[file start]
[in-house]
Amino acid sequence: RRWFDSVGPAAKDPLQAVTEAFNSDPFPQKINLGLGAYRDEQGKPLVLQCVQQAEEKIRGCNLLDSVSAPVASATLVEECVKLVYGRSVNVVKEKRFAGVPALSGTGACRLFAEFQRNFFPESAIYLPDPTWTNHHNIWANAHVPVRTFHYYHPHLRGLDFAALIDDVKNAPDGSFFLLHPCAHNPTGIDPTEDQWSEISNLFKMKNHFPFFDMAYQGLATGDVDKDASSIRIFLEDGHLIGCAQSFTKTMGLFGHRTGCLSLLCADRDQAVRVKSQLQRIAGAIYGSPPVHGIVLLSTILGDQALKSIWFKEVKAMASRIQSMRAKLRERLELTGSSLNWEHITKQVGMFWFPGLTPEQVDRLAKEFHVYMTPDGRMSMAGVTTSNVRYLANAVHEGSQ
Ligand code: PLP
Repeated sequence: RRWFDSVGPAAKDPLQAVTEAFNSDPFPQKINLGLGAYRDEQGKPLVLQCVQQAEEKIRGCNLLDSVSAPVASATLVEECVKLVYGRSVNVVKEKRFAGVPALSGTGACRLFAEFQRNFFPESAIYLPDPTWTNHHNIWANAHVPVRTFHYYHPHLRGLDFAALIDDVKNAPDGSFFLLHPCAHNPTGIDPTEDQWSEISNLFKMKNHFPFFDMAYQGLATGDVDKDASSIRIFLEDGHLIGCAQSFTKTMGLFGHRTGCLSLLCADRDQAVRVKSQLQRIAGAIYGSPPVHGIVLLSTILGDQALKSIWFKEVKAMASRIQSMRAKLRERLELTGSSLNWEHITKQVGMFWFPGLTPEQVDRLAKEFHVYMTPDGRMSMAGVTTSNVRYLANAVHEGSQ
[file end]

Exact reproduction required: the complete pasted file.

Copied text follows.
[in-house]
Amino acid sequence: RRWFDSVGPAAKDPLQAVTEAFNSDPFPQKINLGLGAYRDEQGKPLVLQCVQQAEEKIRGCNLLDSVSAPVASATLVEECVKLVYGRSVNVVKEKRFAGVPALSGTGACRLFAEFQRNFFPESAIYLPDPTWTNHHNIWANAHVPVRTFHYYHPHLRGLDFAALIDDVKNAPDGSFFLLHPCAHNPTGIDPTEDQWSEISNLFKMKNHFPFFDMAYQGLATGDVDKDASSIRIFLEDGHLIGCAQSFTKTMGLFGHRTGCLSLLCADRDQAVRVKSQLQRIAGAIYGSPPVHGIVLLSTILGDQALKSIWFKEVKAMASRIQSMRAKLRERLELTGSSLNWEHITKQVGMFWFPGLTPEQVDRLAKEFHVYMTPDGRMSMAGVTTSNVRYLANAVHEGSQ
Ligand code: PLP
Repeated sequence: RRWFDSVGPAAKDPLQAVTEAFNSDPFPQKINLGLGAYRDEQGKPLVLQCVQQAEEKIRGCNLLDSVSAPVASATLVEECVKLVYGRSVNVVKEKRFAGVPALSGTGACRLFAEFQRNFFPESAIYLPDPTWTNHHNIWANAHVPVRTFHYYHPHLRGLDFAALIDDVKNAPDGSFFLLHPCAHNPTGIDPTEDQWSEISNLFKMKNHFPFFDMAYQGLATGDVDKDASSIRIFLEDGHLIGCAQSFTKTMGLFGHRTGCLSLLCADRDQAVRVKSQLQRIAGAIYGSPPVHGIVLLSTILGDQALKSIWFKEVKAMASRIQSMRAKLRERLELTGSSLNWEHITKQVGMFWFPGLTPEQVDRLAKEFHVYMTPDGRMSMAGVTTSNVRYLANAVHEGSQ